The jewellery industry is facing the challenge of generational change – and it’s a case of evolve or get left behind, writes RICHARD MAYO.
The jewellery industry goes backs centuries and is an industry that is very much set on relationships and tradition. However, just because the jewellery industry is traditional, that doesn’t mean our systems and processes have to be.
Over the last decade there has been a major shift in technological and digital capabilities which has changed the way consumers interact – and expect to interact – with businesses.
I recently joined my family’s 34-year-old business, Jewellery Services, which is New Zealand’s largest jewellery workshop. We have been providing quality services to the jewellery trade since 1986.
Our story is similar to many in the jewellery industry: traditional, family-owned and operated, and built by relationships that have been forged over decades.
I knew very little about the jewellery industry before joining it, apart from stories told over the kitchen table.
However, my background in transformation – that is, identifying opportunities for businesses and bringing them to fruition – allows me to see the challenges our industry could face if we don’t start planning and evolving.
The jewellery industry is mostly led by my father’s generation and there is, for many, a question mark about who will lead going forward. What will the succession look like in family businesses, or when those businesses are sold?
What will happen to those decades-old relationships when that generation retires, and a cross-generational handover occurs?
How will the next generation lead these businesses if they can’t rely on these old relationships?
It’s not just the way of doing business that is traditional; the operations and processes in many jewellery businesses are equally so.
Coming from the fast-paced world of consumer electronics, I’ve been surprised that some businesses almost seem reluctant to change or to invest in technology. In some instances, we are still receiving invoices printed on a dot- matrix printer!
This isn’t about change for change’s sake, this is about acknowledging that a key responsibility of any business owner is to ensure they, and their business, don’t get left behind.
Millennials are digital-first and digital- focused, in business as well as in their everyday lives and shopping habits, and industry suppliers need to adapt to suit that reality.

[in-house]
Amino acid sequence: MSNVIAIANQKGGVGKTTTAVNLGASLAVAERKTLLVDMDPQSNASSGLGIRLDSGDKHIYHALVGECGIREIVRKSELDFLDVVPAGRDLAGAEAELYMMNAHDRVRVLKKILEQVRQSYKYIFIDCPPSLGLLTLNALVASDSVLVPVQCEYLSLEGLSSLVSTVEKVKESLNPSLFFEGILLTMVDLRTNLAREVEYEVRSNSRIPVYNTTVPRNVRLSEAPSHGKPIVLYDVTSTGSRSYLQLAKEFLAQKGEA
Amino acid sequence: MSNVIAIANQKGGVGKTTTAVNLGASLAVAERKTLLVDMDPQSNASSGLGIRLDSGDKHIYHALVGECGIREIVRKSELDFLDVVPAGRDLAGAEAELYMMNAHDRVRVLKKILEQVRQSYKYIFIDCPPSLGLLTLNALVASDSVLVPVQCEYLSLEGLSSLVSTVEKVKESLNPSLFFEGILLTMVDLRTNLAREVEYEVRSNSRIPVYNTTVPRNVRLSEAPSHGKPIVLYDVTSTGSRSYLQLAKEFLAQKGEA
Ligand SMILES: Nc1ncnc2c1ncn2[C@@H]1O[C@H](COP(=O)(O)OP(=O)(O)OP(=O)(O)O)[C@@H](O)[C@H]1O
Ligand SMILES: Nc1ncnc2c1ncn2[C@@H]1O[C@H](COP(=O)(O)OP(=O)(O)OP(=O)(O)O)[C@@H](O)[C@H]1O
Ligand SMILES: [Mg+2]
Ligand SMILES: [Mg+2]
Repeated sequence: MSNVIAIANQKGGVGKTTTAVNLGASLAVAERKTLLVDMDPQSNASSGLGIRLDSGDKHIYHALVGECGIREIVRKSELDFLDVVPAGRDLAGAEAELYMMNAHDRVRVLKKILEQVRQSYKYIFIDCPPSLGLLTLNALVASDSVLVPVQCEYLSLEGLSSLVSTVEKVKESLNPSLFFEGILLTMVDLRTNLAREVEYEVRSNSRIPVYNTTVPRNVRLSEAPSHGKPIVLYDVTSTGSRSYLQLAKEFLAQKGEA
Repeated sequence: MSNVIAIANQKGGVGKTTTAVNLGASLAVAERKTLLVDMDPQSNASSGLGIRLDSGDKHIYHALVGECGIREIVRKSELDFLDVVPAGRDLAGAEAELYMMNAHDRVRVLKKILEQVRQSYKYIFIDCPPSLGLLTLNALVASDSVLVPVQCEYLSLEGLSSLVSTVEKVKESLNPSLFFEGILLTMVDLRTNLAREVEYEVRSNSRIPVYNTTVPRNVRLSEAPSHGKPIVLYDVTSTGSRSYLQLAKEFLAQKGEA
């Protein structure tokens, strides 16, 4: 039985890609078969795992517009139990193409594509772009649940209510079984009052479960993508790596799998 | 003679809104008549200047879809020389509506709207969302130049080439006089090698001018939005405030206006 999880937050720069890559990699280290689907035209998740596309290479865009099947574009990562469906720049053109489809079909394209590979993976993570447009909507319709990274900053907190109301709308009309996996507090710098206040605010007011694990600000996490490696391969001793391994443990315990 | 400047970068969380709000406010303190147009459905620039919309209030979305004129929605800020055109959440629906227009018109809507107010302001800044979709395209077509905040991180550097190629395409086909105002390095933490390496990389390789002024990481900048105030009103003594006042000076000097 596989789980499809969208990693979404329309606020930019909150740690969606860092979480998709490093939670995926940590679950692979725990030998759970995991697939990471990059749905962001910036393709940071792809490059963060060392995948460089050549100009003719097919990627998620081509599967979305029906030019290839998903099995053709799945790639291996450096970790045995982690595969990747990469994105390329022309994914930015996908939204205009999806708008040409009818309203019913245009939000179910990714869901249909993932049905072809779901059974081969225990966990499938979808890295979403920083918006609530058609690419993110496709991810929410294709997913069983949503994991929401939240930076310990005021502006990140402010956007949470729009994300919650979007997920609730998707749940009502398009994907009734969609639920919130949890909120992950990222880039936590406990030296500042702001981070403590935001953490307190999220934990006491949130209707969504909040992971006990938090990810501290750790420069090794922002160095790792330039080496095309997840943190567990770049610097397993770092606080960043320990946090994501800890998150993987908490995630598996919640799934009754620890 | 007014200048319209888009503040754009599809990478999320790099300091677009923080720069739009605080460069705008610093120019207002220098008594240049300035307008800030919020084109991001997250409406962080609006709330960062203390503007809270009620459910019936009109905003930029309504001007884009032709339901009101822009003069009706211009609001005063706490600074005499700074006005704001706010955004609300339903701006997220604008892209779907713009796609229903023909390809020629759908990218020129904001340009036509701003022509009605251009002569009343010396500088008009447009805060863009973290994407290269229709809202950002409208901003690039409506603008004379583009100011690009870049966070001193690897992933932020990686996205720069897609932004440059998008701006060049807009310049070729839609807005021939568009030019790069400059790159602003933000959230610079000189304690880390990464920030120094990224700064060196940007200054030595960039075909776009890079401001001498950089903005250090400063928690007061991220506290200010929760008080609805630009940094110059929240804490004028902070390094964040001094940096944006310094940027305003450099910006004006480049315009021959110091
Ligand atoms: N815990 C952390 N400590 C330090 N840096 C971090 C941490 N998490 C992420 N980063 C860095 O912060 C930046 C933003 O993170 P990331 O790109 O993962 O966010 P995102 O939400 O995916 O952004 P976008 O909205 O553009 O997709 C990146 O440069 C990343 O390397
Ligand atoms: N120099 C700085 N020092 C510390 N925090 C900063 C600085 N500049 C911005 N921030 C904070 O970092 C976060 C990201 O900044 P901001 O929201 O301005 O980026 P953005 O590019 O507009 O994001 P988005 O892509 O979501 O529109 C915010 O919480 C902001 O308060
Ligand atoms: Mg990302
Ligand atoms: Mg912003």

These Millennials are the future owners of our businesses and will demand from their industry partners the same level of interaction they get in their personal lives.
My focus at Jewellery Services is about making the whole process of servicing the jewellery industry user-friendly, simple, and efficient, with more of a digital focus and building those relationships – beyond just the current leadership, who are approaching retirement, and making things easier for the next generation.
Over the past three months, during the COVID-19 period, we have been working hard on upgrading our core systems to enable us to provide a higher level of service to the jewellery industry.
We have merged two legacy systems into a single, cloud-based solution. This enables us to store more information about our jobs, reduce pricing complexity and automate many parts of our day-to-day workload.
It was a fundamental change, but it has given us a solid foundation to build up our business over the next few years.
That’s a lesson that other businesses – particularly small, family-owned enterprises – can take away and apply to their own operations. There are real benefits to investing in and upgrading the technology you use every day.
Retailers have had to evolve over the last decade and are now continuously innovating to meet consumers’ demands and needs. The reality is that the supplier side of the industry has some catching up to do. So, are you and your business ready for a generational change?
Name: Richard Mayo
Company: Jewellery Services
Location: Auckland, NZ
Years in Industry: 1